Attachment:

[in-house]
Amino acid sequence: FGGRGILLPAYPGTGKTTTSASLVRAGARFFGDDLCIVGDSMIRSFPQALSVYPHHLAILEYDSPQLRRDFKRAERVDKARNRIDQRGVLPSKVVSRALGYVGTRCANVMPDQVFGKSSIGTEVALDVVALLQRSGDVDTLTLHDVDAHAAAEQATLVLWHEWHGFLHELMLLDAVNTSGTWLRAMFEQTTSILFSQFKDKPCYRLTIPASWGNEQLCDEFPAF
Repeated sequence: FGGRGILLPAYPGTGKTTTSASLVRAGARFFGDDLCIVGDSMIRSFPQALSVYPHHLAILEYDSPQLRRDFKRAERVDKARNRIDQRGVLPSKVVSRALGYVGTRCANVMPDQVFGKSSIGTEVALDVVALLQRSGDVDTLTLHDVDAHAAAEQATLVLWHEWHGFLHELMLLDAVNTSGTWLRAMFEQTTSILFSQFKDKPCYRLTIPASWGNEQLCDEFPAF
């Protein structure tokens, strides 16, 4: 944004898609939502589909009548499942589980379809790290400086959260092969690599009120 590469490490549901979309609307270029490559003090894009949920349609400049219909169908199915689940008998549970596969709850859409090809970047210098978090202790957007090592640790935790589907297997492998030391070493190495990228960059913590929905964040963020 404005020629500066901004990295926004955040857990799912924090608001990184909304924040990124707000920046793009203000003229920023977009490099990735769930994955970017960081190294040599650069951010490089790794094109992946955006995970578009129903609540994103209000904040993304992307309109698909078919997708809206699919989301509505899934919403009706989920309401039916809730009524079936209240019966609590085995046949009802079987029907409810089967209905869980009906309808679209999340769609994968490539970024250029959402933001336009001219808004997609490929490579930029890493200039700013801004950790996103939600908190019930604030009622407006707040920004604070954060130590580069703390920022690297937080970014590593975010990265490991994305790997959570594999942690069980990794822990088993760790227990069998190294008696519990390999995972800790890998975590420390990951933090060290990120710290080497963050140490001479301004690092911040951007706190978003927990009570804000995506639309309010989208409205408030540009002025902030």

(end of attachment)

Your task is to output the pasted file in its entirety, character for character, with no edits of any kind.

[in-house]
Amino acid sequence: FGGRGILLPAYPGTGKTTTSASLVRAGARFFGDDLCIVGDSMIRSFPQALSVYPHHLAILEYDSPQLRRDFKRAERVDKARNRIDQRGVLPSKVVSRALGYVGTRCANVMPDQVFGKSSIGTEVALDVVALLQRSGDVDTLTLHDVDAHAAAEQATLVLWHEWHGFLHELMLLDAVNTSGTWLRAMFEQTTSILFSQFKDKPCYRLTIPASWGNEQLCDEFPAF
Repeated sequence: FGGRGILLPAYPGTGKTTTSASLVRAGARFFGDDLCIVGDSMIRSFPQALSVYPHHLAILEYDSPQLRRDFKRAERVDKARNRIDQRGVLPSKVVSRALGYVGTRCANVMPDQVFGKSSIGTEVALDVVALLQRSGDVDTLTLHDVDAHAAAEQATLVLWHEWHGFLHELMLLDAVNTSGTWLRAMFEQTTSILFSQFKDKPCYRLTIPASWGNEQLCDEFPAF
């Protein structure tokens, strides 16, 4: 944004898609939502589909009548499942589980379809790290400086959260092969690599009120 590469490490549901979309609307270029490559003090894009949920349609400049219909169908199915689940008998549970596969709850859409090809970047210098978090202790957007090592640790935790589907297997492998030391070493190495990228960059913590929905964040963020 404005020629500066901004990295926004955040857990799912924090608001990184909304924040990124707000920046793009203000003229920023977009490099990735769930994955970017960081190294040599650069951010490089790794094109992946955006995970578009129903609540994103209000904040993304992307309109698909078919997708809206699919989301509505899934919403009706989920309401039916809730009524079936209240019966609590085995046949009802079987029907409810089967209905869980009906309808679209999340769609994968490539970024250029959402933001336009001219808004997609490929490579930029890493200039700013801004950790996103939600908190019930604030009622407006707040920004604070954060130590580069703390920022690297937080970014590593975010990265490991994305790997959570594999942690069980990794822990088993760790227990069998190294008696519990390999995972800790890998975590420390990951933090060290990120710290080497963050140490001479301004690092911040951007706190978003927990009570804000995506639309309010989208409205408030540009002025902030």